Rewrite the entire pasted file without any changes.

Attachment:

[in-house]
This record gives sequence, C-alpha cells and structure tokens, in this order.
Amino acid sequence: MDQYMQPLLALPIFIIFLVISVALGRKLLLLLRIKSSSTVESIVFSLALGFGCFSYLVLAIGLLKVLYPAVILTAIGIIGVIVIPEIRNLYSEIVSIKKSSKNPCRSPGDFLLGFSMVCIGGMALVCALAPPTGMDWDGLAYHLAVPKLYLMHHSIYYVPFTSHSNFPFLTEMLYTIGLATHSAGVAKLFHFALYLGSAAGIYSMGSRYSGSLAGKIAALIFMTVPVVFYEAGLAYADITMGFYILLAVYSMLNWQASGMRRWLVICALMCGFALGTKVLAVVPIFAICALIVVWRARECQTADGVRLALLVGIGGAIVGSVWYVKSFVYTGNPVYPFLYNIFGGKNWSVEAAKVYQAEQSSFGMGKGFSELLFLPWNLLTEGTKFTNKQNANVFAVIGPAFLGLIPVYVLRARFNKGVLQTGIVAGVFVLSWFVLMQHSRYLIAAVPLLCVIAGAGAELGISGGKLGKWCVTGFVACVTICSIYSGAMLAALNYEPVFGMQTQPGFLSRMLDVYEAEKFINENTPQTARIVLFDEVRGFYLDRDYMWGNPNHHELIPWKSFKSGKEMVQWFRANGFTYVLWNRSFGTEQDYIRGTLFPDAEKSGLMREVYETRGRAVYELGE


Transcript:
[in-house]
This record gives sequence, C-alpha cells and structure tokens, in this order.
Amino acid sequence: MDQYMQPLLALPIFIIFLVISVALGRKLLLLLRIKSSSTVESIVFSLALGFGCFSYLVLAIGLLKVLYPAVILTAIGIIGVIVIPEIRNLYSEIVSIKKSSKNPCRSPGDFLLGFSMVCIGGMALVCALAPPTGMDWDGLAYHLAVPKLYLMHHSIYYVPFTSHSNFPFLTEMLYTIGLATHSAGVAKLFHFALYLGSAAGIYSMGSRYSGSLAGKIAALIFMTVPVVFYEAGLAYADITMGFYILLAVYSMLNWQASGMRRWLVICALMCGFALGTKVLAVVPIFAICALIVVWRARECQTADGVRLALLVGIGGAIVGSVWYVKSFVYTGNPVYPFLYNIFGGKNWSVEAAKVYQAEQSSFGMGKGFSELLFLPWNLLTEGTKFTNKQNANVFAVIGPAFLGLIPVYVLRARFNKGVLQTGIVAGVFVLSWFVLMQHSRYLIAAVPLLCVIAGAGAELGISGGKLGKWCVTGFVACVTICSIYSGAMLAALNYEPVFGMQTQPGFLSRMLDVYEAEKFINENTPQTARIVLFDEVRGFYLDRDYMWGNPNHHELIPWKSFKSGKEMVQWFRANGFTYVLWNRSFGTEQDYIRGTLFPDAEKSGLMREVYETRGRAVYELGE